Archive for the ‘Agile Project Management’ Category:

Doing Agile Project Management With Scrum

“What does the game of rugby and modern management techniques have in common?” one may ask! If you are into ‘Agile Project Management’ and use ‘Scrum,’ you already know the answer. It is interesting to see, how rugby has inspired one of the most time-effective and cost-efficient management techniques of the day. Agile Project Management, is a specialized area of project management. Here, the resources and budgets are fixed variables; however, it is a more open ended approach compared to regular project management. It enables managers to optimally utilize resources and create products and services, which meet customer requirements, more satisfactorily and profitably.

A Brief History

First conceptualized in 1986, by Hirotaka Takeuchi and Ikujiro Nonaka, Agile Project Management, is based on the approach rugby players’ use. Just like rugby players constantly assess and reassess situations, altering their strategies and responses at different points of time during a game, to score against the opponent team; likewise, managers through this highly collaborative method – use repetitive deliveries and customer feedback at different stages of a project, to reassess and rework on ‘a product or service being developed.’ The process is repeated until the product is improved, refined and becomes completely market ready.

‘Scrum,’ a software development framework, is used in Agile Project Management, to manage projects where software related products or applications are being designed. It allows the formation of self-organizing teams by enabling co-location of all team members, and promotes verbal communication across team members and disciplines in a project. The term ‘Scrum’ again owes its origin to the game of rugby, in which, it is the shorter version of the word –‘scrummage;’ and refers to the manner of restarting play in rugby football. It is popular especially in the IT industry, where the nature of projects or ‘products being developed’ – is comparatively newer, more innovative and highly complex. Since these are too difficult to comprehend before being tested out, they are allowed to evolve gradually.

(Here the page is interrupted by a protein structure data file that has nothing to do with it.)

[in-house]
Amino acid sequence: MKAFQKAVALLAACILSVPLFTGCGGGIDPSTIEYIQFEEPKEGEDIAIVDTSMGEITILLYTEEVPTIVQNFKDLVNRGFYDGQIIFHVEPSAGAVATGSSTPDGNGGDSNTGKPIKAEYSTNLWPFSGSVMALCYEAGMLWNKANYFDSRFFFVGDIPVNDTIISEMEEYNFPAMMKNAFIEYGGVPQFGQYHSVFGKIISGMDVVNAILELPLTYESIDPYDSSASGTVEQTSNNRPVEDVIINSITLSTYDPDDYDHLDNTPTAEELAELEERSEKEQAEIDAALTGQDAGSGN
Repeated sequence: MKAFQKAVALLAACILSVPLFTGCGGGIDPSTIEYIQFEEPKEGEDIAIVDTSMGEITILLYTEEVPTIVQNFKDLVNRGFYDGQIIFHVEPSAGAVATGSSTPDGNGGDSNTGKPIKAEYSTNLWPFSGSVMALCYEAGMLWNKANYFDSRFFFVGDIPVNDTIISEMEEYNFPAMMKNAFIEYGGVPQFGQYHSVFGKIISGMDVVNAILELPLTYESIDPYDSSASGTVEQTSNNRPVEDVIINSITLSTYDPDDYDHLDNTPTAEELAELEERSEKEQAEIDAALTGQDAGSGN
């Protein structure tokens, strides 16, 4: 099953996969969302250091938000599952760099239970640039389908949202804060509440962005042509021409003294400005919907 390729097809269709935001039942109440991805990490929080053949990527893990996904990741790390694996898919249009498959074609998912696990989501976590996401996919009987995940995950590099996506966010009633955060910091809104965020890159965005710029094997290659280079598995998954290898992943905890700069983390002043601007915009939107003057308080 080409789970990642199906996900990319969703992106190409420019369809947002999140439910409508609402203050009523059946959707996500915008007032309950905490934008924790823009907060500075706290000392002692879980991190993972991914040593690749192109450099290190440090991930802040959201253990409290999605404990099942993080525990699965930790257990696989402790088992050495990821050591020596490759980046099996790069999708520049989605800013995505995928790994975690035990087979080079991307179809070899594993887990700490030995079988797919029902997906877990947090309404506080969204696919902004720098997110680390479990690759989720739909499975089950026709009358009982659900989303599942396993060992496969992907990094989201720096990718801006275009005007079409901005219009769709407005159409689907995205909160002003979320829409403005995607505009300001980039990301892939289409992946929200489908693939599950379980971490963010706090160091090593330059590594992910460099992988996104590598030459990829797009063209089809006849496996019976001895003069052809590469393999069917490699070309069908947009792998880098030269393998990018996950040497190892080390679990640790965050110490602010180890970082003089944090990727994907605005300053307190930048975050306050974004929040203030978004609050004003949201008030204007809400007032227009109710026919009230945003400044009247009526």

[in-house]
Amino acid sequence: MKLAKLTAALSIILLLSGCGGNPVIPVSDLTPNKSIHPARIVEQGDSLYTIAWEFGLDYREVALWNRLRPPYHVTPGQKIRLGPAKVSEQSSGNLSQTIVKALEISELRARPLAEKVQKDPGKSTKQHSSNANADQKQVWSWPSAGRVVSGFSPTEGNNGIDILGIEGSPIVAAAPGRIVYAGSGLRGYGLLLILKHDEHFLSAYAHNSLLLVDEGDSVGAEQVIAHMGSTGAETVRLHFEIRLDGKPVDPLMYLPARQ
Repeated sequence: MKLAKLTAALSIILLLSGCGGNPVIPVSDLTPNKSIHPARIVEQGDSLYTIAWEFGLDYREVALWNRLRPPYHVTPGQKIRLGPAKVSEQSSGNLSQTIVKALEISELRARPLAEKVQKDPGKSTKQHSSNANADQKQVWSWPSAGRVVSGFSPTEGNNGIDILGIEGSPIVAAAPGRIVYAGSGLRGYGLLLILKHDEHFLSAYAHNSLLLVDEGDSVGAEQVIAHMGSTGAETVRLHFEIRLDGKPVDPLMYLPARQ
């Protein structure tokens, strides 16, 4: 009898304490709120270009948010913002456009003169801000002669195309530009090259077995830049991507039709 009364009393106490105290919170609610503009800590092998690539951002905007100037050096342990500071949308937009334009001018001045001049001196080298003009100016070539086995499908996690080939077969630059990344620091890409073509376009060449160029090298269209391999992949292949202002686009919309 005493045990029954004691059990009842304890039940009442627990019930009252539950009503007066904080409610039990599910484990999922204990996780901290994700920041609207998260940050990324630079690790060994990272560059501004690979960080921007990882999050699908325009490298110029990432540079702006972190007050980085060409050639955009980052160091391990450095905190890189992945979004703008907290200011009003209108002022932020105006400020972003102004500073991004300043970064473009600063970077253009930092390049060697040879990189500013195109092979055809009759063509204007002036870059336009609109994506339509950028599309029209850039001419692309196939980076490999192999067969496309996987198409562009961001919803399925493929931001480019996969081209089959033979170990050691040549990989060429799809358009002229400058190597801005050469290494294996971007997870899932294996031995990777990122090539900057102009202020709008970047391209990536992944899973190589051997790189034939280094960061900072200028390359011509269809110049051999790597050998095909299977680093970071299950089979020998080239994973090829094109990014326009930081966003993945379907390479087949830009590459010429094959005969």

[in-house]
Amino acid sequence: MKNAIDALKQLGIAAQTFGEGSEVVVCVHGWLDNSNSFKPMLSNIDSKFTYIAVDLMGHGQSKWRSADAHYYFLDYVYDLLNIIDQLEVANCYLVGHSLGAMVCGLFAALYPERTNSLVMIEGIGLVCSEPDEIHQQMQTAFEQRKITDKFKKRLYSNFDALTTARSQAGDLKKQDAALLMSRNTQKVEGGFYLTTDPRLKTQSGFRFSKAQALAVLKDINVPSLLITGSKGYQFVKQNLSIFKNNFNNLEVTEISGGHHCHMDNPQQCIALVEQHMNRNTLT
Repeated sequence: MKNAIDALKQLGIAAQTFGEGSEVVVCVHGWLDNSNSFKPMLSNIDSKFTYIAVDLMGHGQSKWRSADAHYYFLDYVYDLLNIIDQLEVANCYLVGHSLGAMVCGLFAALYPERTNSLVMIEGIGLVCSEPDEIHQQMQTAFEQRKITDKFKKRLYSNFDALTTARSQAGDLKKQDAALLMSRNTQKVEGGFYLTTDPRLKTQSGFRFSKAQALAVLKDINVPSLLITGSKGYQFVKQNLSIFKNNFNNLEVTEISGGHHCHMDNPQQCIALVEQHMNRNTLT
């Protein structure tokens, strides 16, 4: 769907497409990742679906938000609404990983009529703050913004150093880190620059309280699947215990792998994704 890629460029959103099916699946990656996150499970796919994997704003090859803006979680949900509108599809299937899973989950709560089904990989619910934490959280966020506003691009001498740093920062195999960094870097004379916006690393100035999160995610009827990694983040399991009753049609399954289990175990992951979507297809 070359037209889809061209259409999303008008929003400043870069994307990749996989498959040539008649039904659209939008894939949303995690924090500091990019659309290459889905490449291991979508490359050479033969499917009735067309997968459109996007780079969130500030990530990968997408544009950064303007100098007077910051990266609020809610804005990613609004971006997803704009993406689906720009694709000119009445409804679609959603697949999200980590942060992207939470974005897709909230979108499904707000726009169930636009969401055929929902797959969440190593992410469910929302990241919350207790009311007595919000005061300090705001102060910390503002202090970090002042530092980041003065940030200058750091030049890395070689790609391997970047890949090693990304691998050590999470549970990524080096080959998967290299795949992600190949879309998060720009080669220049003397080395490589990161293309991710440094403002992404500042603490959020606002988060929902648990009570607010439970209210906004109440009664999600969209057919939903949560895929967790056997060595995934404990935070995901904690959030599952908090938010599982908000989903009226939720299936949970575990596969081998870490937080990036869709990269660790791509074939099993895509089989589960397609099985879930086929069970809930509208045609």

Scrum Terminologies

There exists in Agile Project Management, an interdependence of a sequence of activities, where one set of activities is affected by the other. The final product is the outcome of a series of repetitive deliveries with short deadlines. Delivery cycles are referred to in ‘Scrum’ lingo, as ‘sprints’ and each ‘sprint’ varies from a week to a month, though usually a fortnight is its normal duration. “…reviewing each sprint before moving to the next means that testing is conducted throughout the process, which allows teams to change the scope or direction of the project at any point,” states Daria Kelly Uhlig, emphasizing on the advantage of using this technique.

Peculiar as it sounds, the different levels of project stakeholders in Agile Project Management using Scrum, are referred to as –‘pigs’ and ‘chickens!’ Here ‘pigs’ represent the ‘Scrum team’ who perform core functions like producing the product. The Scrum team generally has a Product Owner, a Development team and a Scrum Master. On the other hand ‘chickens’ represent the ‘Supplementary team,’ whose roles are not that important but are never the less, necessary.

The usage of both these terms is derived from ‘The Chicken and the Pig’ fable, in which different levels of commitment are shown, through the examples of a pig and a chicken. “When producing a dish made of ham and eggs, the pig provides the ham which requires his sacrifice and the chicken provides the eggs which are not difficult to produce. Thus the pig is really committed in that dish while the chicken is only involved, yet both are needed to produce the dish,” the Wikipedia page on the story, notes.